Jones made his job even tougher by choosing to paint every page, rather than the traditional comic method of penciling, inking, and digital color. That work absolutely paid off – this art is breathtakingly gorgeous. Not only does the style fit the feeling of the book, but it also feels like paintings of the period. Each character’s face in every panel is expressive and unique.
The paintings have a Rockwell feel, and also remind me of other fine art painters of the period. It’s very effective, and was an incredibly ambitious challenge that truly paid off.
Okay, so now let’s address the race question. Jones and Waid aren’t afraid to hit it head on – you don’t name your book Strange Fruit without knowing every implication that that title brings with it. Racial tension is at the forefront of the story and impacts every thread. Going back to a point I made earlier, since there so much being set up in this first issue, we only get the top layer of this story. We know that the town survives off the fruits of black labor, who are underpaid and overworked for that labor. We see that some whites are trying to be fair, but the vast majority of whites we meet are perfectly content with the status quo. These are the bones, and I’m hoping that in the coming issues, we’ll get the meat of who these people are, white and black.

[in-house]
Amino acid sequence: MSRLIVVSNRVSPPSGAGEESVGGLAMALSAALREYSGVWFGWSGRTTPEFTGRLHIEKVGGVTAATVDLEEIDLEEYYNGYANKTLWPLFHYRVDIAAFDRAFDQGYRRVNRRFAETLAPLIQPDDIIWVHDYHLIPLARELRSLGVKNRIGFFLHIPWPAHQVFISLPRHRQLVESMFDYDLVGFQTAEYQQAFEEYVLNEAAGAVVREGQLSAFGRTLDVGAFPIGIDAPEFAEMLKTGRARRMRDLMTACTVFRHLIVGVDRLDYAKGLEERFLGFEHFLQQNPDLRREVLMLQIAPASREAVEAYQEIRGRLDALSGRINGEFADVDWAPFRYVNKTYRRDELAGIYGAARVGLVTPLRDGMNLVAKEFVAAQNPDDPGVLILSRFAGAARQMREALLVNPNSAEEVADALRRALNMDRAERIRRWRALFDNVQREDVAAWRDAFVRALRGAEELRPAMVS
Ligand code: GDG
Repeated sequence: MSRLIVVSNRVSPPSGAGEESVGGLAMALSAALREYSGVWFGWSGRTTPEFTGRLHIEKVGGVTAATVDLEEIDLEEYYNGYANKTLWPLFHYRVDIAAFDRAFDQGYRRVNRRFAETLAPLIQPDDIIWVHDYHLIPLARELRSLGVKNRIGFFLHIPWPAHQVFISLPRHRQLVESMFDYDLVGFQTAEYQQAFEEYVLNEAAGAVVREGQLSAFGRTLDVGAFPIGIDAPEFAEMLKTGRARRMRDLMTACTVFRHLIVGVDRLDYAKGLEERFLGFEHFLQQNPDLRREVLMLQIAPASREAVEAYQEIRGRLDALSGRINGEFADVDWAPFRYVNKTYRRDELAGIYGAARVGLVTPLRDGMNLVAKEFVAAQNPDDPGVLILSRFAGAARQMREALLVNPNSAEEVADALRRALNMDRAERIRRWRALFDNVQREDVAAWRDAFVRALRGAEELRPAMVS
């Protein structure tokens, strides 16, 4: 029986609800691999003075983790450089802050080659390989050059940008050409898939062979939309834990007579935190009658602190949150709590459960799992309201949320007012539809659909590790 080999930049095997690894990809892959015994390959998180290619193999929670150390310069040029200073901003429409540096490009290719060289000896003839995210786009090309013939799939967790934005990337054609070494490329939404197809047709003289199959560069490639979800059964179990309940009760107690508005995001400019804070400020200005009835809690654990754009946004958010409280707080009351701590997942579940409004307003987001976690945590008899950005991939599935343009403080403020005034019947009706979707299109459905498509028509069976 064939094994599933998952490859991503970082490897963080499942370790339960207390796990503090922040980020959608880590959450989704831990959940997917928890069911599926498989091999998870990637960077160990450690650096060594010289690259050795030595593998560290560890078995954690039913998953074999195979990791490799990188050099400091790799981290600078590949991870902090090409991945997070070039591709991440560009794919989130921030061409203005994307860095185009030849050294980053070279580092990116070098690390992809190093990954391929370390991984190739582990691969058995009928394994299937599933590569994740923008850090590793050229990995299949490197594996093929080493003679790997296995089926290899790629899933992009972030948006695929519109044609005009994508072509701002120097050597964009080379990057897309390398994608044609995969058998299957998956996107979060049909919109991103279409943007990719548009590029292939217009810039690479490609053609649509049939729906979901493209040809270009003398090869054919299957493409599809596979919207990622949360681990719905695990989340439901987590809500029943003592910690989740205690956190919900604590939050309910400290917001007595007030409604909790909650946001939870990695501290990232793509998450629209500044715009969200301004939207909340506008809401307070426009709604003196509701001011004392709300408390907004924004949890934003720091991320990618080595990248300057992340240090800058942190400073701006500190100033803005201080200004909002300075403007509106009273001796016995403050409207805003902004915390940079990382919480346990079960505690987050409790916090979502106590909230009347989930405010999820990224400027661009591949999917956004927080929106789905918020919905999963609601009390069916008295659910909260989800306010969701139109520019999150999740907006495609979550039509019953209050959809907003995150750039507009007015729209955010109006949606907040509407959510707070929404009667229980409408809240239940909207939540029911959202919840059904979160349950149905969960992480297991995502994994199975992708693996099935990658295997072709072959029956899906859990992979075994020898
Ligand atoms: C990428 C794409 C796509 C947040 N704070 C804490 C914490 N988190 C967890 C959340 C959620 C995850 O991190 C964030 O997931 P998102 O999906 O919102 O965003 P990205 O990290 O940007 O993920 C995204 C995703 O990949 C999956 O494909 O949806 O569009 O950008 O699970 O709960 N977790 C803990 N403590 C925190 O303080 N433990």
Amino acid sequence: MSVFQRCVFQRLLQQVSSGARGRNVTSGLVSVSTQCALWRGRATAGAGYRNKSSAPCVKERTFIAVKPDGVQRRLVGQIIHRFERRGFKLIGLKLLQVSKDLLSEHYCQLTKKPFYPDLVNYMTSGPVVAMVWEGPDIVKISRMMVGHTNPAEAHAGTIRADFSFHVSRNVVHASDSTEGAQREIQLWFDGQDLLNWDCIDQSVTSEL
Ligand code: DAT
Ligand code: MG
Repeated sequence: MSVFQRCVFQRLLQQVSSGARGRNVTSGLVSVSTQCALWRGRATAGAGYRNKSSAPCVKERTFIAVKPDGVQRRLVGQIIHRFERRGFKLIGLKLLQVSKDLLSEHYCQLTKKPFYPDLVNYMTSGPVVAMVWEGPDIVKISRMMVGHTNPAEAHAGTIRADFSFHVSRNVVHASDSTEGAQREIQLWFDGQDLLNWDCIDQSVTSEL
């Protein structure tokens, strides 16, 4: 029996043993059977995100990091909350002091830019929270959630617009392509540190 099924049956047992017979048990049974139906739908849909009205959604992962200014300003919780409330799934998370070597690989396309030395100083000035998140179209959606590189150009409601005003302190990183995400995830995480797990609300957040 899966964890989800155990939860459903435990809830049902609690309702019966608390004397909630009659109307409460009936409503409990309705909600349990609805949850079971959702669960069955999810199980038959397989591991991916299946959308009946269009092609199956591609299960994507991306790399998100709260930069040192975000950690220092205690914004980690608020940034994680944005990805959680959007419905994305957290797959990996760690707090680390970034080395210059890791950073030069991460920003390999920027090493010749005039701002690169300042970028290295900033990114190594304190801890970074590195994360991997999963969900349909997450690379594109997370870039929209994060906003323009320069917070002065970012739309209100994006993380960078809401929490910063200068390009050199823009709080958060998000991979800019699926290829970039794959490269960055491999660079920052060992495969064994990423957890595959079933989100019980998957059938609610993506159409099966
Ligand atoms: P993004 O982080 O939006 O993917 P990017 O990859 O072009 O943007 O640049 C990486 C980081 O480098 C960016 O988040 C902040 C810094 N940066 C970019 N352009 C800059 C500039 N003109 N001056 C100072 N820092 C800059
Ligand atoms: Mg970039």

Keeping that limitation in mind, there were a couple of things that felt a bit problematic. There are far more white people with speaking roles in this issue than black people – in fact, we only hear from the black engineer (we never get his name), and Sonny, the man fleeing from the Klan posse. Also, some of the black faces felt less realistically painted than the white ones; this panel in particular felt dangerously close to a caricature to my eye.
This book is coming out during a time when race is back at the forefront of our national conversation. Part of this conversation is a call for greater diversity in pop culture, especially in comics, and there have been projects lately that are trying to address that. John Lewis and Andrew Aydin’s graphic novel memoir, March, which details Lewis’ experiences in the Selma-Montgomery march is a particularly strong example. Books like Strange Fruit are needed and wanted, but I think the expectations for these books are higher than ever. However, with books like this, missteps are bound to happen, and while this book does have a couple, it seems like Waid and Jones make every effort to tell this story in as honest a way as possible.
There are many things in this issue that feel ripped from current headlines. Let’s take the issue’s final image:
A comic featuring a black man wrapped in the Confederate battle flag coming out the same week that the South Carolina senate votes to remove that same flag from the state capital? So very meta.
Overall, I think this is a very promising book. Four issues isn’t a lot of time to cover the many facets of the story they have set up in this issue, but I’m hopeful that they can accomplish it. I can see this as an on-going world, and I’m definitely looking forward to read the rest of the series, and especially can’t wait to see what our mysterious man from the sky is going to bring out in this town on the edge.